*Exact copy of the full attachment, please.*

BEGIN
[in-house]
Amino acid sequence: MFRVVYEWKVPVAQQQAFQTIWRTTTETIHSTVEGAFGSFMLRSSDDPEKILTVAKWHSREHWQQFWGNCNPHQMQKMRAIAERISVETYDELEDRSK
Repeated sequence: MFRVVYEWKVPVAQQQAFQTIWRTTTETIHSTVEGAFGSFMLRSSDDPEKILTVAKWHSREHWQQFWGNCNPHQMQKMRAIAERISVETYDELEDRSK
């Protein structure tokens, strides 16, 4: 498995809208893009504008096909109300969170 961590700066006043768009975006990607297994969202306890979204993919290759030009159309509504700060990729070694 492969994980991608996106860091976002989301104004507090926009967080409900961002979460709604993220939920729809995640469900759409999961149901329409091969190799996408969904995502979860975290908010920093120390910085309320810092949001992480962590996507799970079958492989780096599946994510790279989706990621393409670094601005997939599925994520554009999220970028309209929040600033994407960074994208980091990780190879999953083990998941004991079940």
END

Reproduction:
[in-house]
Amino acid sequence: MFRVVYEWKVPVAQQQAFQTIWRTTTETIHSTVEGAFGSFMLRSSDDPEKILTVAKWHSREHWQQFWGNCNPHQMQKMRAIAERISVETYDELEDRSK
Repeated sequence: MFRVVYEWKVPVAQQQAFQTIWRTTTETIHSTVEGAFGSFMLRSSDDPEKILTVAKWHSREHWQQFWGNCNPHQMQKMRAIAERISVETYDELEDRSK
């Protein structure tokens, strides 16, 4: 498995809208893009504008096909109300969170 961590700066006043768009975006990607297994969202306890979204993919290759030009159309509504700060990729070694 492969994980991608996106860091976002989301104004507090926009967080409900961002979460709604993220939920729809995640469900759409999961149901329409091969190799996408969904995502979860975290908010920093120390910085309320810092949001992480962590996507799970079958492989780096599946994510790279989706990621393409670094601005997939599925994520554009999220970028309209929040600033994407960074994208980091990780190879999953083990998941004991079940």